{[ promptMessage ]}

Bookmark it

{[ promptMessage ]}

# Lecture 7 - A positive voltage means the reaction proceeds...

This preview shows page 1. Sign up to view the full content.

Redox reactions that give max voltage are choosing reactions between elements that are willing to give up electrons and elements that aren’t but are willing to accept electrons. When you examine a periodic table, you will find that (excluding the noble gases) the electronegativity values tend to increase as you go to the right and up. The reverse statement is that the values tend to decrease going down and to the left. This pattern will help when you are asked to put several bonds in order from most to least ionic without using the values themselves Reversing reaction will change sign of standard potential. Always write as reduction though… Multiplying a reaction by a coefficient does not change the free energy (i.e. the standard voltage)
This is the end of the preview. Sign up to access the rest of the document.

Unformatted text preview: A positive voltage means the reaction proceeds forward (as written). Negative means reverse reaction is spontaneous. Charge (uphill direction, negative voltage) and discharge (downhill, positive voltage) dG=(-1)nF(dE) n=number mole electrion, F=Faraday constant (96485.3365 Coulombs/mole), dE=potential In a battery, the more use will build up the Zn+2 concentration on the anode side, and reduce the Cu+2 concentration on the cathode side, slowing down the potential. If you put the zinc anode in the copper solution, voltage will still be produced, it just won’t be captured. Copper will build up on zinc anode… the electrons go straight from zinc to the copper building up on it....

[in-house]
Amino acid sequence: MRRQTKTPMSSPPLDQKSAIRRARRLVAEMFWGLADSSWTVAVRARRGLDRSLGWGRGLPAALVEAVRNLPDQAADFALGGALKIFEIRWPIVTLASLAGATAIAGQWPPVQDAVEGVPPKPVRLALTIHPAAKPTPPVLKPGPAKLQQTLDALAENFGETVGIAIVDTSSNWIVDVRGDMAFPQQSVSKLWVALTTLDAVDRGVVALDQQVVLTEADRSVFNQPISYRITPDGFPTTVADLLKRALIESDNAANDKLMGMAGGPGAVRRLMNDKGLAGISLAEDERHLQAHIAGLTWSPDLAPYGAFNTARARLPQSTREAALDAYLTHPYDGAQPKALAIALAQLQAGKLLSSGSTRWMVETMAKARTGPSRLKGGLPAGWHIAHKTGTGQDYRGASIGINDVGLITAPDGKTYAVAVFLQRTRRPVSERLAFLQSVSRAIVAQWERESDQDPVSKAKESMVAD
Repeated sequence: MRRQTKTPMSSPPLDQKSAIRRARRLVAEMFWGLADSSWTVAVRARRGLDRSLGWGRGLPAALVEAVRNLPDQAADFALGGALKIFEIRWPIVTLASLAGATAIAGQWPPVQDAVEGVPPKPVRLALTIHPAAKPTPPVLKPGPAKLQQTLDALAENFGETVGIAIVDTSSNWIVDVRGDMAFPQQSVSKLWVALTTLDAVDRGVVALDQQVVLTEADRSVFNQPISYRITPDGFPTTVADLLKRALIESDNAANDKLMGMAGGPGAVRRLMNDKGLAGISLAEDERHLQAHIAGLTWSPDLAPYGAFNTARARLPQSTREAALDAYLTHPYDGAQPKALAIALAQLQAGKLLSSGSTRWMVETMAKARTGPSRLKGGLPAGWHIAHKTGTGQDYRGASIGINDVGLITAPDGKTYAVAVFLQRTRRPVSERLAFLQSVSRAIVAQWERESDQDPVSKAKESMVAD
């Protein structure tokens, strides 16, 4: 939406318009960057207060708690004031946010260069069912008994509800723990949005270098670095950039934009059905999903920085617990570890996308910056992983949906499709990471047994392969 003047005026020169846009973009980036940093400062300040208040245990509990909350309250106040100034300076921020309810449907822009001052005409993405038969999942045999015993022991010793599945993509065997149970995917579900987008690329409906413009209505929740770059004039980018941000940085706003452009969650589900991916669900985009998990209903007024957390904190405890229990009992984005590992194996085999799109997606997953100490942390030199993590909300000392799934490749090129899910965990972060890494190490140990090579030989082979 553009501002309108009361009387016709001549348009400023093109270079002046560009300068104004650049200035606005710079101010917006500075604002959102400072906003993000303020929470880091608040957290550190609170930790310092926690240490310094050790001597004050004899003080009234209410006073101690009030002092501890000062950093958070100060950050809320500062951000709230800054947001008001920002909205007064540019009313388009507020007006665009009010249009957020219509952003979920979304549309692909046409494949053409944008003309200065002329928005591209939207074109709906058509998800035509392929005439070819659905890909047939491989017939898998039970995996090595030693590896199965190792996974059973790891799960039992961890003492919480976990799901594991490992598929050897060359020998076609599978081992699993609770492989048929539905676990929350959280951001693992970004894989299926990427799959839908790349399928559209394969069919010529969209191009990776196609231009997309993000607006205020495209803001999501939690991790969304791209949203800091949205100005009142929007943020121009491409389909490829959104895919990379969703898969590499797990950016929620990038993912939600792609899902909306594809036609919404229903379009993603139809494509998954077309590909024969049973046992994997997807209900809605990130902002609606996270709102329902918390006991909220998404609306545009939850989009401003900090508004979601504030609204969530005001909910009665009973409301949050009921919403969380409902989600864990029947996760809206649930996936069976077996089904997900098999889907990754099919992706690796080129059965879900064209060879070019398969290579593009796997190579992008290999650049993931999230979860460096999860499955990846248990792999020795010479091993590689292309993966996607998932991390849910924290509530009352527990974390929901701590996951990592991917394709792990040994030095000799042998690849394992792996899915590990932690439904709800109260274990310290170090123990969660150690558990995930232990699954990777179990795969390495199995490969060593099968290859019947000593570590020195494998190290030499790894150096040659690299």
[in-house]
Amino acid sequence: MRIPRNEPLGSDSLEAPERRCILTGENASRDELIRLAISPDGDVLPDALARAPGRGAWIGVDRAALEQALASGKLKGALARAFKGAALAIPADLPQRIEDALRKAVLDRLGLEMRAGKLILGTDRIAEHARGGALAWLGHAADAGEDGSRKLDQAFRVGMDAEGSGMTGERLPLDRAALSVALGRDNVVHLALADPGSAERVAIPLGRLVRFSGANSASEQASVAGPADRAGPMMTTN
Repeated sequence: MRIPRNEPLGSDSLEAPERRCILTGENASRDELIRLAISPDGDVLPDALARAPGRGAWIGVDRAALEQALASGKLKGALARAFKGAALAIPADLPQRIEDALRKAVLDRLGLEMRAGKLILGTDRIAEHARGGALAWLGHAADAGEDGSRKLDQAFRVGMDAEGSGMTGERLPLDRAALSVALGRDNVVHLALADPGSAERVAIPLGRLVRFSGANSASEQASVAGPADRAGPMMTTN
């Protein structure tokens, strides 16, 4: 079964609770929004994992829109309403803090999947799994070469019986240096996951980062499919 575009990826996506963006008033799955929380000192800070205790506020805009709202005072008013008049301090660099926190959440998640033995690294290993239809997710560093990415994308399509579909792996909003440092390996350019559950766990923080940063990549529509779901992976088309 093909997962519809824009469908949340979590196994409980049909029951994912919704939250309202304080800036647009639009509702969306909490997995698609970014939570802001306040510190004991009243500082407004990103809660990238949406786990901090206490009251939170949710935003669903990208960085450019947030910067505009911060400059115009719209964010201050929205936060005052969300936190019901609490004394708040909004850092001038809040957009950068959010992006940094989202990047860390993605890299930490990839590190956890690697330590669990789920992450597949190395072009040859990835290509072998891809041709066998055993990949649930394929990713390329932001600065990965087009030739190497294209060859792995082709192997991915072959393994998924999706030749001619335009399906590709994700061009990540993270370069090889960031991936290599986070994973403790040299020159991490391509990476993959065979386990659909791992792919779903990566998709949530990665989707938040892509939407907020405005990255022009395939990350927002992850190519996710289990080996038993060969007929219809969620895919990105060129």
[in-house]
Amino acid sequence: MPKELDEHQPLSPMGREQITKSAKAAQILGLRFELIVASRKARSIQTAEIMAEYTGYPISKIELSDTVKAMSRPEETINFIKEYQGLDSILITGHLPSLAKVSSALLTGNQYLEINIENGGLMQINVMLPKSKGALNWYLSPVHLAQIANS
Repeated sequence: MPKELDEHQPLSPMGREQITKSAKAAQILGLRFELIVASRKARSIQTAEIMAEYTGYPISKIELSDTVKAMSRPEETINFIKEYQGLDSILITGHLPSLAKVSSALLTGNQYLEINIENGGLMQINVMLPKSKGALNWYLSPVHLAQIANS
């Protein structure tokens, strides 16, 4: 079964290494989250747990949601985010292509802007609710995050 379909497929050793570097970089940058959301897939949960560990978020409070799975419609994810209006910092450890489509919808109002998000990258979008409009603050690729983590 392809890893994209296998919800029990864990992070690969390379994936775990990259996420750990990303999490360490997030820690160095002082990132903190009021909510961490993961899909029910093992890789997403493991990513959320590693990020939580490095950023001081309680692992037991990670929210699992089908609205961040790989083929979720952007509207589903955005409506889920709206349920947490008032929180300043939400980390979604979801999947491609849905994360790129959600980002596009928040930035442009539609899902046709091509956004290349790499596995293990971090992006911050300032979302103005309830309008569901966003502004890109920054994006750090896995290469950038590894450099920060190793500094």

View Full Document

{[ snackBarMessage ]}

### What students are saying

• As a current student on this bumpy collegiate pathway, I stumbled upon Course Hero, where I can find study resources for nearly all my courses, get online help from tutors 24/7, and even share my old projects, papers, and lecture notes with other students.

Kiran Temple University Fox School of Business ‘17, Course Hero Intern

• I cannot even describe how much Course Hero helped me this summer. It’s truly become something I can always rely on and help me. In the end, I was not only able to survive summer classes, but I was able to thrive thanks to Course Hero.

Dana University of Pennsylvania ‘17, Course Hero Intern

• The ability to access any university’s resources through Course Hero proved invaluable in my case. I was behind on Tulane coursework and actually used UCLA’s materials to help me move forward and get everything together on time.

Jill Tulane University ‘16, Course Hero Intern